Assuming the 2-pop stays in the same place, and is always printed at the start of your music track, the editor has a quick and easy way of lining the music back to picture.

Once you’ve imported your movie you’ll then need to think about placing a series of markers that will guide your composition process, and, in particular, ensure your music syncs with key hit points in the movie. The first marker, of course, will be after the couple of seconds of pre-roll (which will contain the all-important 2-pop), just as the picture starts. Subsequent markers identify the important hit points for your music, but it’s important to ensure that your music doesn’t end up matching every edit point in the movie.

As you’re placing the markers, ensure that they’re locked to the absolute SMPTE position rather than a relative ‘bars and beats’ placement, which is what most DAWs default to. As you adjust the tempo – which is one of the key techniques for making your music conform to the hit points – you need to ensure the markers stay fixed at their relative timecode position.

One immediate application of your markers is to set your session so that the first bar of music matches the first frame of picture. By placing a tempo event at bar 2, and then adjusting the tempo of bar 1, you can ensure the first bar lasts the precise length of the pre-roll. If the pre-roll changes, simply adjust the tempo accordingly.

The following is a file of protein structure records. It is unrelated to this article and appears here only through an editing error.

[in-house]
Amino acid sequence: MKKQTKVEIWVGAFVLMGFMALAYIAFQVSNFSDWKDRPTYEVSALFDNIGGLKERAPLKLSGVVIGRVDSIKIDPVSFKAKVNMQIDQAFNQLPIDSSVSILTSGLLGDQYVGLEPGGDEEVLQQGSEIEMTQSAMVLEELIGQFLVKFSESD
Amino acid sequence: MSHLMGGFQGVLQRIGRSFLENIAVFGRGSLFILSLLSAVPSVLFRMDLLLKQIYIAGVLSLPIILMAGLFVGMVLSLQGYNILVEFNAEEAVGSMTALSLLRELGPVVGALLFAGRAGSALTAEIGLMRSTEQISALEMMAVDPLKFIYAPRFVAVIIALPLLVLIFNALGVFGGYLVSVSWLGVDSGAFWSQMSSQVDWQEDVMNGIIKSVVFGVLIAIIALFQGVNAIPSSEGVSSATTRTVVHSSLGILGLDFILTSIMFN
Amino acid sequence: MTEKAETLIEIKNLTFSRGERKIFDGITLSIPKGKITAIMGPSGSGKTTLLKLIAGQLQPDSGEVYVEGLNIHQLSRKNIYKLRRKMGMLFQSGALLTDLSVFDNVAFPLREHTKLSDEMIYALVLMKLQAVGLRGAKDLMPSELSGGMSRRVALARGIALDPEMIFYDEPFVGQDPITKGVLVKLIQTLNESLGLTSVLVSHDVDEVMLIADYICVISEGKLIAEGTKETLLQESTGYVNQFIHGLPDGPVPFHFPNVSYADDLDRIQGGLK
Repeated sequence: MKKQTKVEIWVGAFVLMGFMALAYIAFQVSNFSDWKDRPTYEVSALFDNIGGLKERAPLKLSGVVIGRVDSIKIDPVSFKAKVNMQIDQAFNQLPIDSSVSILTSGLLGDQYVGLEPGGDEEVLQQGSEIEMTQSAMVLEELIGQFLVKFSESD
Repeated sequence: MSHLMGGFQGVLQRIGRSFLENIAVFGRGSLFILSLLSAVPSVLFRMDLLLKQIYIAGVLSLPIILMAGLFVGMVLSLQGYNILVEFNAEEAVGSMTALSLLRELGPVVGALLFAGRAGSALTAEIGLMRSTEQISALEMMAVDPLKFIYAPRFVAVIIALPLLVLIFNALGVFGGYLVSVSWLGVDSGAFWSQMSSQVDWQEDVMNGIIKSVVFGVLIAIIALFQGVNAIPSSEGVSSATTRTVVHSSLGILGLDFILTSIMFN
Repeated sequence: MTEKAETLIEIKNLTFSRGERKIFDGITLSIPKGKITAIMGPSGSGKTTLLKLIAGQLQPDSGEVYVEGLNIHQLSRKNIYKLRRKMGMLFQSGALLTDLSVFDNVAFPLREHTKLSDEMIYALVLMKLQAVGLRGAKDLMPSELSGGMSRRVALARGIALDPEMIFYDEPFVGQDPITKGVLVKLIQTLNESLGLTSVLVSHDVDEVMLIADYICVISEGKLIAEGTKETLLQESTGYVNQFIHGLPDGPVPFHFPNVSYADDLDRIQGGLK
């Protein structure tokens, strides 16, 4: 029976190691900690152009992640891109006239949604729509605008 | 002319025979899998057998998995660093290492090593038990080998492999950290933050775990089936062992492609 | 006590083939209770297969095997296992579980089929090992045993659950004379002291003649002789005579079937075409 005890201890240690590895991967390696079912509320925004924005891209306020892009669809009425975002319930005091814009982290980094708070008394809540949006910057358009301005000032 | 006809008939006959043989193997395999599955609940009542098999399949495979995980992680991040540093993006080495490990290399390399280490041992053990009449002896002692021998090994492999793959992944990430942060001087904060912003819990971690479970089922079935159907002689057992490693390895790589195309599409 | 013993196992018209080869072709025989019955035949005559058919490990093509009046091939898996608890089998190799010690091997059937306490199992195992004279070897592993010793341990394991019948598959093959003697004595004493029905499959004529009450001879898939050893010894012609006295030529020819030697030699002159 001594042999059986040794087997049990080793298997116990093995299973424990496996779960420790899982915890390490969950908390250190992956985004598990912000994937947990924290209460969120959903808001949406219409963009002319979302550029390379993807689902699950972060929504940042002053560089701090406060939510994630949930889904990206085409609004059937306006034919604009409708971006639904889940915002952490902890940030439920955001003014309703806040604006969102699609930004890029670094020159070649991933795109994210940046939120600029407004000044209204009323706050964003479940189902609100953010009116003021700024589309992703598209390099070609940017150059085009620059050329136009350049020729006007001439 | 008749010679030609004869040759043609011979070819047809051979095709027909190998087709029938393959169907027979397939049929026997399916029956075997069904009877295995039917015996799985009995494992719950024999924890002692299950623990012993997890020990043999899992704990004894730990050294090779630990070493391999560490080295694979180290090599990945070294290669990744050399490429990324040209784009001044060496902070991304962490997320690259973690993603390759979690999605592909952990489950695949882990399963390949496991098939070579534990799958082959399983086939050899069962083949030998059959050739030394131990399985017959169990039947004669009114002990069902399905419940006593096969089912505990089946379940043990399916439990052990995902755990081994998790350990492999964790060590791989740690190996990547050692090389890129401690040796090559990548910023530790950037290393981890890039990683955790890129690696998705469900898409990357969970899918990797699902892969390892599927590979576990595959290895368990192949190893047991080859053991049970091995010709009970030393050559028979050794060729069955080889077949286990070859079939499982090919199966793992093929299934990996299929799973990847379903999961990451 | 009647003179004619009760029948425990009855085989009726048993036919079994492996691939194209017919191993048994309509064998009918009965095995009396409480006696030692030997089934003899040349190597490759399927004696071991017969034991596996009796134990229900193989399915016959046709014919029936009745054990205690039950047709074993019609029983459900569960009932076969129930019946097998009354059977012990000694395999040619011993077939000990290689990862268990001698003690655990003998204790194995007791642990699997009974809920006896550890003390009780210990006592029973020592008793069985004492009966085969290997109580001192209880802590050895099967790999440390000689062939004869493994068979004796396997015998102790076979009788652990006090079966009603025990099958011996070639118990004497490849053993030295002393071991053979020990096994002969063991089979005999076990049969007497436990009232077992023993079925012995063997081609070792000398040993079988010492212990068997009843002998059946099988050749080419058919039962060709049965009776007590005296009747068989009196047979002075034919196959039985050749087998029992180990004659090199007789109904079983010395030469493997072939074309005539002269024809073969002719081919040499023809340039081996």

That’s it for part 1. As we’ll see later on in the series, the use of markers is a cornerstone in music-to-picture work, impacting on a variety of techniques a composer uses.

Focus On – The Wonders of Timecode & Film

Given that you maintain the absolute position of the 2-pop, the ability to 100% lock to timecode isn’t essential, but it can still be beneficial, especially on longer cues. If the film is supplied with so-called burnt-in timecode (where the timecode stamp for each frame is indicated at the bottom of the frame), it’s easy to match your session start time with the first frame of the movie file. Failing that, of course, you can always use the 2-pop and set your session start time to 00:59:58:00.

When exporting, always keep the 2-pop as a reference, but it’s also worth noting that the broadcast WAV format (BWF) stores the start point of the audio file as part of the WAV’s metadata.

Sync’ing and Adding Markers

1: To compose the music, you’ll be supplied with the most recent cut of the film. Ideally you’ll need to work with a version without any music so that you can ensure your music doesn’t interfere with any important dialogue or sound effects.

2: Create a new session in your DAW, and from the file menu choose the option to import a movie file. The movie will then be placed onto your DAW’s timeline with a series of thumbnails to show what’s happening at any point.